Tag Archives: terminal

The utility of a scripting language.

I feel like quite a geek. I had some text copied from my IRC client that I wanted to transform to XML for my XSLT sheet to display all nicely on the Web interface. Format of a line copied from the client:

altered nickname<tab><tab>message<tab>hh:mm:ss<space><AM or PM><carriage return>

Correctly formatted XML for the XSLT sheet:

<message><time>unix timestamp</time></time><type>2</type><sender>correct nickname</sender><content>message</content></message>

How to transform this? I could’ve done the majority of the work with a PCRE regexp and search/replace, but that wouldn’t have fixed the nicknames (since you can’t make if/else decisions in a replace in most editors) or calculated the correct UNIX timestamps. So I turned to scripting, of course. Some would have chosen to use Ruby, others Python, or Perl, or possibly even bash for some masochistic reason. I chose PHP.

Took five minutes, most of which was spent constructing the regexp. The code:


$conversation = file_get_contents(__FILE__, false, NULL, __COMPILER_HALT_OFFSET__);
$valid_nicks = "nick1|nick2|nick3|nick4|nick5";
preg_match_all('/^('.$valid_nicks.')(?:\t+)(&#91;^\n\t&#93;+)(?:\t+)(\d+):(\d+):(\d+)&#91; &#93;(&#91;AP&#93;M)$/mSu', $conversation, $matches, PREG_SET_ORDER);
$xml = "";
$time = time();
foreach ($matches as $splitline) {
    $nick = $splitline&#91;1&#93;;
    $message = $splitline&#91;2&#93;;
    $hour = $splitline&#91;3&#93;;
    $minute = $splitline&#91;4&#93;;
    $second = $splitline&#91;5&#93;;
    $meridian = $splitline&#91;6&#93;;
    if ($nick === 'nick1' || $nick === 'nick2') {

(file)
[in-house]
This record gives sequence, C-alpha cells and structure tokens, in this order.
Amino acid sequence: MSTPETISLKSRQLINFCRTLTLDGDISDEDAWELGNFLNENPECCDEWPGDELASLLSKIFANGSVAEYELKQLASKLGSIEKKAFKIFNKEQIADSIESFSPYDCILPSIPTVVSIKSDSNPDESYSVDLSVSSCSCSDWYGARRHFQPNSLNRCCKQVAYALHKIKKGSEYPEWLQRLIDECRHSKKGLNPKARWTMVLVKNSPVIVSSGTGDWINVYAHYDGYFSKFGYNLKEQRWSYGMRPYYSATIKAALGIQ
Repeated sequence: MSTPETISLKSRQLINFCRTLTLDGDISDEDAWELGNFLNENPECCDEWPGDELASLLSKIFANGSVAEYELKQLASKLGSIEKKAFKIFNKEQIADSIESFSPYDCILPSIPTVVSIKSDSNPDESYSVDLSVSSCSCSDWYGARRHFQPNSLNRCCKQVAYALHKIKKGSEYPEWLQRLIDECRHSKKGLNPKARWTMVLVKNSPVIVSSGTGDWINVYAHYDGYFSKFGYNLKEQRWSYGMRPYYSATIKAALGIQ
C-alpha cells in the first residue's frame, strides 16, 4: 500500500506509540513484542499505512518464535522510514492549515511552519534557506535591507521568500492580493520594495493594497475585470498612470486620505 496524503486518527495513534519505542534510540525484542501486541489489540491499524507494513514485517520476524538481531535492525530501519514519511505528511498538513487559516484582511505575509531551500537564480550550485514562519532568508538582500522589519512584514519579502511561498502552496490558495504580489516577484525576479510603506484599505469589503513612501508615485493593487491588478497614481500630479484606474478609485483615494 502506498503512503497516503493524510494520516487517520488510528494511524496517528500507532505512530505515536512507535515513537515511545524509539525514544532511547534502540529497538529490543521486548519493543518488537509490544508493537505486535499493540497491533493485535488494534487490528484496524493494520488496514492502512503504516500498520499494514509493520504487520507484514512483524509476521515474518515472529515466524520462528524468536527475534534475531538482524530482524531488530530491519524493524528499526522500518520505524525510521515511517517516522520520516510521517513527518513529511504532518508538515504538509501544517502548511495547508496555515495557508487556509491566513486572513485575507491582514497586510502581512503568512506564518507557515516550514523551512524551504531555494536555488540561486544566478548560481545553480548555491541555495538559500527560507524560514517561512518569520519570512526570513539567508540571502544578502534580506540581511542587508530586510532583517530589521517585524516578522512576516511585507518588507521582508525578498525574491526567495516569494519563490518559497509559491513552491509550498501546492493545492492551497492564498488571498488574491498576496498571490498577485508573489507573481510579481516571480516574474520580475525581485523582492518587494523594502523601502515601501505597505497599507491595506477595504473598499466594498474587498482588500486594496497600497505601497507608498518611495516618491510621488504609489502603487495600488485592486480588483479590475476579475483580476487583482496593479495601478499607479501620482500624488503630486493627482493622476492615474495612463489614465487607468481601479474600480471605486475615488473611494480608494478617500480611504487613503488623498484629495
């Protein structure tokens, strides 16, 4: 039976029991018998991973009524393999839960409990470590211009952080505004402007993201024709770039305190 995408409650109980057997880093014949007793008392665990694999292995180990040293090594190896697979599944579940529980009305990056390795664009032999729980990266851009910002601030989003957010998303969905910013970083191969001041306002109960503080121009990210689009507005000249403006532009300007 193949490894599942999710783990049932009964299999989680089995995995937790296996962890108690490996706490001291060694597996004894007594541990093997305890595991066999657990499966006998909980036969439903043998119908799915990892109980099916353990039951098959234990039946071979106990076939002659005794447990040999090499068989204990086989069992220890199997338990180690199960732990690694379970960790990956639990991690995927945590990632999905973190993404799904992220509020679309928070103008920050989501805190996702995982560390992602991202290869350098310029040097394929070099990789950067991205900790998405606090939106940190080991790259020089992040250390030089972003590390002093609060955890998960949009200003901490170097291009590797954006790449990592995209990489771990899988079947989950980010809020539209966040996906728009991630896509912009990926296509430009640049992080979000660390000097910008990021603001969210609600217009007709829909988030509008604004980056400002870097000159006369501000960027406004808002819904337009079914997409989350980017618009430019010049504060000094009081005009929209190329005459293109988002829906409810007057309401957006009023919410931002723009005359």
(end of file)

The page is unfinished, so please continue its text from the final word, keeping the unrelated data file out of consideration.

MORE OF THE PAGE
$nick = 'real_nick1and2';
    } else if ($nick === 'nick3' || $nick === 'nick4') {
        $nick = 'real_nick3and4';
    ++$time; //mktime($hour + ($meridian === 'PM' ? 12 : 0), $minute, $second, date('n'), $meridian === 'PM' ? 1 : 2, date('Y')));
    $xml .= "<message><time>{$time}</time><type>2</type><sender>{$nick}</sender><content>{$message}</content></message>\n";

echo $xml;

// the conversation was pasted here

I daresay that was a pretty cheaply elegant bit of work, if I may be allowed to pat myself on the back. Entirely trivial stuff, but it shows how useful scripting can be for some tasks. How inane would that conversion have been, replacing the nicks by hand and calculating the timestamps one at a time? The conversation was about 500 lines long. Yay scripting.

Please, don’t comment with a one line Perl script to do the same thing from STDIN, I’m well aware you can use Perl to compress any complexity down to what looks like a couple hundred bps of line noise :-D.

P.S.: I am fully aware that the code has several inefficiencies, odd-seeming decisions, things that could’ve been done better, and so on, and so on. Who cares? It works. It’s not meant to win design awards.

Terminal coloring

Ah, the wonderful world of the command line. I wouldn’t be able to look at myself in the mirror (and by mirror, I mean reflection in my monitor) if I couldn’t play the shell as if it were a finely tuned 128-key instrument. But I like to add a little pizzaz to the very black-and-white (or black-and-amber, or black-and-green) world of Terminal.

To do this, one adds ANSI color codes to things. Pass a proper flag or two to ls, set CLICOLOR in your environment, and most of all, set your PS1 to something interesting. Here’s mine for my local machine:

PS1='\[\033[35m\]\u@\h\[\033[00m\]:\[\033[94m\]\w\[\033[96m\]\$\[\033[00m\] '

The result looks something like this:

gwynne@localhost:~/Desktop$ _
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